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Omnipotence of God



On May 18, 1980, Mount St. Helens in the Cascade Range of Washington exploded with what is probably the most visible indication of the power of nature that the modern world has ever seen. At 8:32 A.M. the explosion ripped 1,300 feet off the mountain, with a force of ten million tons of TNT, or roughly equal to five hundred Hiroshimas. Sixty people were killed, most by a blast of 300-degree heat traveling at two hundred miles an hour. Some were killed as far as sixteen miles away.

         The blast also leveled 150-foot Douglas firs, as far as seventeen miles away. A total of 3.2 billion board-feet of lumber were destroyed, enough to build 200,000 three-bedroom homes. ── Michael P. GreenIllustrations for Biblical Preaching


God’s Omnipotence

         A young boy was  waiting after church for his family. The pastor saw him standing around and struck up a conversation. Since the boy had just come from Sunday school, the pastor decided to ask him some questions to determine just how much the children were learning there. He said, “Young man, if you can tell me something that God can do, I’ll give you a big shiny apple.” Thoughtfully the boy replied, “Sir, if you can tell me something God can’t do, I’ll give you a whole box of apples.” ── Michael P. GreenIllustrations for Biblical Preaching


God’s Omnipotence

The greatest single distinguishing feature of the omnipotence of God is that our imagination gets lost when thinking about it.— — Pascal, Pensees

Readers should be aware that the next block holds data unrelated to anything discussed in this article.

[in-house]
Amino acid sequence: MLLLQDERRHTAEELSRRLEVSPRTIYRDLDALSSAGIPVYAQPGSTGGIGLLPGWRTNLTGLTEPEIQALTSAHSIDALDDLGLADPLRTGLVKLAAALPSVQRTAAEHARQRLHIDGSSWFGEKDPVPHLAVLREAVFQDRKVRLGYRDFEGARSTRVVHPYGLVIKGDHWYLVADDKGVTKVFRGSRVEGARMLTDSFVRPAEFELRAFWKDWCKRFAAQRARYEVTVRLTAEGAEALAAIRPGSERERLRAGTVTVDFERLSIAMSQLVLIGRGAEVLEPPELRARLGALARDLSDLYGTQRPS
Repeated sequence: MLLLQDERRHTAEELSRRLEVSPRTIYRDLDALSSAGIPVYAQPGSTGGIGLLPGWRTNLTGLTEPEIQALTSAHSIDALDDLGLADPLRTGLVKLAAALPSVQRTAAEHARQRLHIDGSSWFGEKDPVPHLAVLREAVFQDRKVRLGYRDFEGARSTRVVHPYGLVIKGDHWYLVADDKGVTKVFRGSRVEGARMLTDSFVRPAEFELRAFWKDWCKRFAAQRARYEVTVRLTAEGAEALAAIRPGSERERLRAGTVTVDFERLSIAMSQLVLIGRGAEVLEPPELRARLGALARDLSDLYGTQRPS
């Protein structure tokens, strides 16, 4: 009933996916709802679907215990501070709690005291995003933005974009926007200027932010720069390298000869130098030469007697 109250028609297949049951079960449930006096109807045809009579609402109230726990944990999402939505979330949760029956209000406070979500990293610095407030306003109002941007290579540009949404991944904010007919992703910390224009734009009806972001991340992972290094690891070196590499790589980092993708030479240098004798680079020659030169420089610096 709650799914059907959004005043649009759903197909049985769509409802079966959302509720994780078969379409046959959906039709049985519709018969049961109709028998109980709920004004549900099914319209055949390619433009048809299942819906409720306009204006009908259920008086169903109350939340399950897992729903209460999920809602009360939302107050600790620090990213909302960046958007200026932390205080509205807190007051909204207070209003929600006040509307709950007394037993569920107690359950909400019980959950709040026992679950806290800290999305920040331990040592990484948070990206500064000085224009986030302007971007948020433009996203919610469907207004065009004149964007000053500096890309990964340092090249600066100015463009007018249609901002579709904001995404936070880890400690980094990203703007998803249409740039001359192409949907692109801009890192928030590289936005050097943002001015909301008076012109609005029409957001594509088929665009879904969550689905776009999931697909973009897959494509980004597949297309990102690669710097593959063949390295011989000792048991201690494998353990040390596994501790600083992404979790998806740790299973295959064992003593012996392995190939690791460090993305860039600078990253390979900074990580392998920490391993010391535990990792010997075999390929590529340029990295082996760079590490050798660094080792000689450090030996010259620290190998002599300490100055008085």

God’s Omnipotence

On March 5, 1979, what was called “the most powerful burst of energy ever recorded” occurred. It was described as follows:

        “The burst of gamma radiation picked up by the satellites lasted for only one tenth of a second. But in that brief instant it emitted as much energy as the sun does over a period of three thousand years. If the sun had belched out the same amount of energy, the earth would have vaporized instantly.”

        Reflecting on the event, astrophysicist Doyle Evans said, “Every time we think we understand the physical laws of the universe, nature seems bent on confounding us.”— Nature? Or God?


GOD, omnipotence of

         A young boy traveling by airplane to visit his grandparents sat beside a man who happened to be a seminary professor. The boy was reading a Sunday school take-home paper when the professor thought he would have some fun with the lad. "Young man," said the professor, "If you can tell me something God can do, I"ll give you a big, shiny apple." The boy thought for a moment and then replied, "Mister, if you can tell me something God can't do, I"ll give you a whole barrel of apples!" ── Today in the Word, April, 1989, p. 43.



         Nothing is too big for my God to accomplish, and nothing is too little for Him to use in accomplishing it!── Source Unknown.



         Does omnipotence mean that God can do literally anything? No, that is not the meaning. There are many things God cannot do. He cannot do what is self-contradictory or nonsensical, like squaring the circle. Nor (and this is vital) can he act out of character. God has a perfect moral character, and it is not in him to deny it. He cannot be capricious, unloving, random, unjust, or inconsistent. Just as he cannot pardon sin without atonement because that would not be right, so he cannot fail to be faithful and just in forgiving sins that are confessed in faith and in keeping all the other promises he has made. Moral instability, vacillation, and unreliability are marks of weakness, not of strength: but God's omnipotence is supreme strength, making is impossible that he should lapse into imperfection of this sort.

         The positive way to say this is: though there are things which a holy, rational God is incapable of intending, all that he intends to do he actually does. "Whatever the Lord pleases he does" (Ps. 135:6). As when he planned the make the world, "he spoke, and it came to be" (Ps. 33:9), so it is with everything that he wills. With people "there's many a slip twixt cup and lip," but not with him.── James Packer, Your Father Loves You, Harold Shaw Publishers, 1986.